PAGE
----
Concerns include that data about European airline passengers would be collected for purposes for US interests other than merely fighting terrorism and organised crime, would be used to create database profiles and "risk scores" that would determine the way people were treated by the system, and that this data would be shared widely with other US departments and that it would be kept for 40 years. Europeans also have no course of redress should they discover the system contains incorrect data.
Jonathan Faull, lead PNR negotiator for the European Commission, told the Parliament that Baker wrote with assurances on 15 December that the data protection provisions the Europeans had imposed on the US in the last PNR agreement would be imposed on European data stored in the ATS as well.
"Assistant secretary Baker of the DHS confirmed clearly that the ATS in no way supersedes or alters the agreement signed in October," he said, insisting also that there would be a PNR agreement.
However, those in Brussels pushing for the protection of data about European citizens from the US, are as sceptical of Baker's assurances now as they were last October when he hit them with the US's interpretation of the interim agreement. They don't believe it had any legal standing. It was merely an agreement between the US and EU executives anyway. Open Skies, which as a treaty will be debated in Congress and the European Parliament, will be taken seriously - and privacy campaigners are for now very worried about it.
MEP's are yet hopeful. Sophie Int-Veld, the Dutch MEP acting as rapporteur for the Parliament on the PNR talks, told The Register before the hearing that shifting sands in the US Congress would lead to greater co-operation between the houses on transatlantic data sharing arrangements like PNR. They've both got problems reining in their executives, apparently. Their co-operation on privacy will become more important as fledgling talks for an over-arching transatlantic data protection agreement progress. Till now, the Commission has kept the Parliament at arms length. MEPs will be in Washington for a pow-wow on their mutual problems in April.®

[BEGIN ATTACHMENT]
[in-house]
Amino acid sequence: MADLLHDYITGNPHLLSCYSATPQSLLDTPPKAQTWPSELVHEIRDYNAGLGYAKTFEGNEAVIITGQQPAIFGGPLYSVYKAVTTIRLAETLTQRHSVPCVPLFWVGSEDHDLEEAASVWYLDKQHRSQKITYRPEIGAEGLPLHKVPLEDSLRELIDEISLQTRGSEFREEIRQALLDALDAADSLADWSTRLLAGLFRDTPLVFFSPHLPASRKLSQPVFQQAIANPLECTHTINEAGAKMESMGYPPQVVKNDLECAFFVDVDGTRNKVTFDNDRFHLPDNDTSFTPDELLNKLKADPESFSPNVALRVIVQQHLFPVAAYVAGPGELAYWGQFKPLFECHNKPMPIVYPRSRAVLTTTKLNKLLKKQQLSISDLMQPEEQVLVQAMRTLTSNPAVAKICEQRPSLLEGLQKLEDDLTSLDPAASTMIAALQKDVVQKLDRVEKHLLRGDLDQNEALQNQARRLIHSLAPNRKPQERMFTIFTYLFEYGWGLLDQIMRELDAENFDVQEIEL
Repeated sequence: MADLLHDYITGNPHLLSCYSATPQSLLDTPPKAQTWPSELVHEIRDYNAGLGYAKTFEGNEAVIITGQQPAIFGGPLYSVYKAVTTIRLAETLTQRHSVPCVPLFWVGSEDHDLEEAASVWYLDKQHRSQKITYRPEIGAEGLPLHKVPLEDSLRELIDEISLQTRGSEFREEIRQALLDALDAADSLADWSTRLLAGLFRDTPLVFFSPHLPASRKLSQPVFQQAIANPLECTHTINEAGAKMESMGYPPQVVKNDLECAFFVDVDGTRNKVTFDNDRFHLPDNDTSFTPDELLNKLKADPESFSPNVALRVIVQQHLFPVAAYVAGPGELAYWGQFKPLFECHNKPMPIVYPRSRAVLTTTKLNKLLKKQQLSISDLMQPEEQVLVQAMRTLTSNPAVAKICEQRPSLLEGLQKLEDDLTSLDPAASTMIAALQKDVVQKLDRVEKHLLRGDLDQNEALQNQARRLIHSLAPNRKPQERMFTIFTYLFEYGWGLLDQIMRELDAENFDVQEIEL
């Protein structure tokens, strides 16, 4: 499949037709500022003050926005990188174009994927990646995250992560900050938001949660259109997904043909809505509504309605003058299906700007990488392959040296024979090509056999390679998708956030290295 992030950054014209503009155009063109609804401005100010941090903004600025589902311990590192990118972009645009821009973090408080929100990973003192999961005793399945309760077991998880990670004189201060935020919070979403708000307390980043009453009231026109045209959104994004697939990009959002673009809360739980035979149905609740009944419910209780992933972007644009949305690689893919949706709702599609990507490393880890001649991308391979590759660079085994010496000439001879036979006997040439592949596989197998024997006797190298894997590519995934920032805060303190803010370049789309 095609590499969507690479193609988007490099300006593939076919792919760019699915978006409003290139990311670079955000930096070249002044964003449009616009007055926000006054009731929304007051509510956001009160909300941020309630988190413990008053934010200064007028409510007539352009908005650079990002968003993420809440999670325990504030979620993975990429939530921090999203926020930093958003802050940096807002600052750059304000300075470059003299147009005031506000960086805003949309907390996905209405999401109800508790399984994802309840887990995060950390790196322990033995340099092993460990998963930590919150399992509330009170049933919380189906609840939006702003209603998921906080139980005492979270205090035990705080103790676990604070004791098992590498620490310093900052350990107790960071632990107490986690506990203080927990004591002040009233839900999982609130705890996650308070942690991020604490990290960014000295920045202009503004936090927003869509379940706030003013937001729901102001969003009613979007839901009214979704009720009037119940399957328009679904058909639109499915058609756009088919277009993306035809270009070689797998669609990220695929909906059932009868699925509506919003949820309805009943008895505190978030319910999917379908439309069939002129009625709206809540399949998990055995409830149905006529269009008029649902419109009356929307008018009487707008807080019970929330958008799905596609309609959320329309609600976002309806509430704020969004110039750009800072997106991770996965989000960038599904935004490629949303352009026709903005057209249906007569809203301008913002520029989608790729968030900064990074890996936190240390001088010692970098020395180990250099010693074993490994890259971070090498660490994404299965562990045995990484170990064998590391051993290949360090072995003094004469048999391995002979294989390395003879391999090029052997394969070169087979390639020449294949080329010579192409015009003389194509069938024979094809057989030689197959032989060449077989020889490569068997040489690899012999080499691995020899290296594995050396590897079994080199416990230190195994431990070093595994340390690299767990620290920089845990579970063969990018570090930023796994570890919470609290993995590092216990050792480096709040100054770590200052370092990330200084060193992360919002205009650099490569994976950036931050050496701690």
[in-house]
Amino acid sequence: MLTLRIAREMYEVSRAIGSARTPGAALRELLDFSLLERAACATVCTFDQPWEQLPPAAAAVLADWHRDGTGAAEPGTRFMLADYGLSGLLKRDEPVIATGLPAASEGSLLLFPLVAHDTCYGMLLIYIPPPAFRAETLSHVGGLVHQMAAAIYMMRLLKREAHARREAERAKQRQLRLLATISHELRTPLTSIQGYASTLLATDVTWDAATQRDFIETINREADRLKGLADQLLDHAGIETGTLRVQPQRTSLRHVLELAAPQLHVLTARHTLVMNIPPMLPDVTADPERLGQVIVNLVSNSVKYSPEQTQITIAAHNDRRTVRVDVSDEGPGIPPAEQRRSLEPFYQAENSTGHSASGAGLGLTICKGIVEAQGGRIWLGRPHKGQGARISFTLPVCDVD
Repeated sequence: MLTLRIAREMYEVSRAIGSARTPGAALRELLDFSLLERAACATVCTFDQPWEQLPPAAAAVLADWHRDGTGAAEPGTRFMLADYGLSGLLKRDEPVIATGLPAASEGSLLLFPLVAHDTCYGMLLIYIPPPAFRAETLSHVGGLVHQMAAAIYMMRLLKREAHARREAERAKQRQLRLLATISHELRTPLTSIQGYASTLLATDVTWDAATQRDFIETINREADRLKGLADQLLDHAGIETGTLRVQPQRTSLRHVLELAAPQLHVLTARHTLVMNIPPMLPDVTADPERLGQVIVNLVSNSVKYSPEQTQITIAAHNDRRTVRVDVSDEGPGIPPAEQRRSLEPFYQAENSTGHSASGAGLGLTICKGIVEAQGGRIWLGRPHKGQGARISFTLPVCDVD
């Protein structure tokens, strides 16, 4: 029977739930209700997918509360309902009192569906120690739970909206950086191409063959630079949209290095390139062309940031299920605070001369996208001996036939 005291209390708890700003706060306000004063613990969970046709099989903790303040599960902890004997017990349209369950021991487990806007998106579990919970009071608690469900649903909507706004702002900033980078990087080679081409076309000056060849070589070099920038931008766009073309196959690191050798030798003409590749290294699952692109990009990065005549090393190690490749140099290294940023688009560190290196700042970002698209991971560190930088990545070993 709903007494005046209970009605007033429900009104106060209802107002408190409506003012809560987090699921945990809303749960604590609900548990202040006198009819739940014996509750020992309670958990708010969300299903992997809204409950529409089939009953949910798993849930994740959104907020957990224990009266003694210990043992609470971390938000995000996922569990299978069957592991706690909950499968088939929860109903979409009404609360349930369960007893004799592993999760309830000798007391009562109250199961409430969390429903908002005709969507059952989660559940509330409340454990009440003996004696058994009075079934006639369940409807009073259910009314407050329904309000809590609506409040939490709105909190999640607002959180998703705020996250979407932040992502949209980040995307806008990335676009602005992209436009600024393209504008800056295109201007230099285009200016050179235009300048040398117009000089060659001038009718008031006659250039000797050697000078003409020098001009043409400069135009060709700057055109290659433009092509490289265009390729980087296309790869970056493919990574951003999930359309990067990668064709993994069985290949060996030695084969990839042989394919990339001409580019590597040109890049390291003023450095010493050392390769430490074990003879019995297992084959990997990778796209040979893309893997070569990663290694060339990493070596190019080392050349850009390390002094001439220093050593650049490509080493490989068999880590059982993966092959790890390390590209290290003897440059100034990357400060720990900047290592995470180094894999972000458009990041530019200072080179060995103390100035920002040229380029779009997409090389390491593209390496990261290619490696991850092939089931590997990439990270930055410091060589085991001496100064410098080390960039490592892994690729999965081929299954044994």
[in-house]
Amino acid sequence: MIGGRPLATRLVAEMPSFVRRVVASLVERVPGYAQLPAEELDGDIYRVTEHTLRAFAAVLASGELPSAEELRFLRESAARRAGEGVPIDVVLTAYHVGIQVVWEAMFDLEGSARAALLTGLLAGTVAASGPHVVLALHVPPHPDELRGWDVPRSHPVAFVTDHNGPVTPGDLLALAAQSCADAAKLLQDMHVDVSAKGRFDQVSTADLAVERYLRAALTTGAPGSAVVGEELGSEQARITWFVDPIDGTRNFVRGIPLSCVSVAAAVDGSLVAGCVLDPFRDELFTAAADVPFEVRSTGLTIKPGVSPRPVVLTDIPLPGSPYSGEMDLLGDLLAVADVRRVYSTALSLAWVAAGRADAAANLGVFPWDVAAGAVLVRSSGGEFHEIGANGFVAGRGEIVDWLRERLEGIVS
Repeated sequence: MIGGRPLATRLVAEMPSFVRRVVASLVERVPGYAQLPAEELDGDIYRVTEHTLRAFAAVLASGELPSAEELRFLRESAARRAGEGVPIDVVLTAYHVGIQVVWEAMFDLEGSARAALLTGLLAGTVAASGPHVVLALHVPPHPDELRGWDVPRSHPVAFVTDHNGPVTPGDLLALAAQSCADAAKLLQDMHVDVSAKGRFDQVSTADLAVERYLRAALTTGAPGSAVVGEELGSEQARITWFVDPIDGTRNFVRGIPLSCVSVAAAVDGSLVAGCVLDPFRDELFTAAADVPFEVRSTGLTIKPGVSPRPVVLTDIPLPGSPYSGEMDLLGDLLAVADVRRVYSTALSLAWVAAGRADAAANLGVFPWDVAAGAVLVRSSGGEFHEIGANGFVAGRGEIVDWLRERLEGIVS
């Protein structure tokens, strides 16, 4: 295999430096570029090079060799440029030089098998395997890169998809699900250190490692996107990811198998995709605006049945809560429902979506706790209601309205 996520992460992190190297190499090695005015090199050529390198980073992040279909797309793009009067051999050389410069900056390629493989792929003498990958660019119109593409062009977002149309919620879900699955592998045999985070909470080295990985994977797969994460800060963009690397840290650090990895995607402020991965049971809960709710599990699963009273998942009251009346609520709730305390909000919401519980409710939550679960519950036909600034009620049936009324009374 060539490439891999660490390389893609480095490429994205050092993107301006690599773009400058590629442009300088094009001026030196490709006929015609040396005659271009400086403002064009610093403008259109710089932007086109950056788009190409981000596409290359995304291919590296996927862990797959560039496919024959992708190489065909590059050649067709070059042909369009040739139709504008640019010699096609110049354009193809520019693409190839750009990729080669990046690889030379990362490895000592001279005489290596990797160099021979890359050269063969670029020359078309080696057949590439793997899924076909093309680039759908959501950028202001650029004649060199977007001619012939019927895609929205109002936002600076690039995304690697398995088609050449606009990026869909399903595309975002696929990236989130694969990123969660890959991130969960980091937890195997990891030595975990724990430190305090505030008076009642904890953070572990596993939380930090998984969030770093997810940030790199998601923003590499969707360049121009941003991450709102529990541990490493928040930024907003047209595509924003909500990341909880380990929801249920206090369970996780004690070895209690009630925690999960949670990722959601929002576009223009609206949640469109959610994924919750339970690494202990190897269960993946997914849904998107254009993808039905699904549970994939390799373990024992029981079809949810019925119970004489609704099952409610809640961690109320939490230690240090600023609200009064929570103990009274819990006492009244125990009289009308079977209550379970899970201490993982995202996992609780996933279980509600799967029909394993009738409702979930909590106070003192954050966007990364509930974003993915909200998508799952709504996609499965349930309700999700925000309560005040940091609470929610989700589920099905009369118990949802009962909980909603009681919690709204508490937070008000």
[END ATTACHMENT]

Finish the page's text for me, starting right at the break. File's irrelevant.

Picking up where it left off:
SWIFT has everything to do with PNR
The data is handed over by companies, in this case the airlines, in other case SWIFT.
When Baker came with his 'new expanded' interpretation, the companies concerned handed the data over based on his expanded definition WITHOUT FURTHER AGREEMENT FROM THE EU.
There is no negotiation between EU and US, there is only US decides and EU meekly complies. The reason for this is that the companies concerned do not fear EU privacy legislation.
That's why the need to make an example of the SWIFT CEO, if the multinationals fear prosecution in the EU, they'll suddenly remember their obligations to us.
swift have nothing to do with PNR...
Errr... I agree that action should be taken against SWIFT but am not clear that it has much to do with this story on airline passenger data other than the similarity of the US browbeating everyone outside the US... Have you guys ruled out voting for a different party next time? Almost anyone will do from my perspective! :-)
Throw the CEO of SWIFT in Jail
Lock up the CEO of SWIFT exactly like the Americans locked up the CEOs of gambling related companies. You'll see sudden obedience of EU Privacy laws and companies will magically remember their duties to the EU.
Words are worthless with this neocon lot, they're not even abiding by their own laws. EU has to fight our corner or USA will walk all over us.
SWIFT are a natural target, the CEO is EU resident, they broken lots of EU laws, their story is inconsistent (claiming both that they received subpoenas and that they didn't need them because they're not a financial institution).
US citizens are also protected by the 'right to financial privacy act' which blocks fishing expeditions and requires a letter is sent to anyone whose records are handed over to security agencies to inform them of the fact. (1112b).
"(b) When financial records subject to this title are transferred pursuant to subsection (a), the transferring agency or department shall, within fourteen days, send to the customer a copy of the certification made pursuant to subsection (a) and the following notice"
There's also no doubt SWIFT come under this law, it specifically includes AGENTS of financial institutions, which is what SWIFT is.
"SEC. 1103. (a) No financial institution, or officer, employees, or AGENT OF a financial institution, may provide to any Government authority access to or copies of, or the information contained in, the financial records of any customer except in accordance with the provisions of this title. "
SWIFT are up to their neck in it and if they don't get prosecuted then who will? What happens when banks are sending EU leaders bank records to USA. What happens when hospitals are sending medical records for Europeans to USA? ISPs logging and sending emails to USA? They'll point to the SWIFT case, and it will be far more difficult to prosecute them.
Still happy with the USA? What happens when they're sending info to China under pressure of the Chinese? Or Russia under pressure from the Russians? These large corps operate in many markets and if they cave to one countries pressure, they'll cave to others too.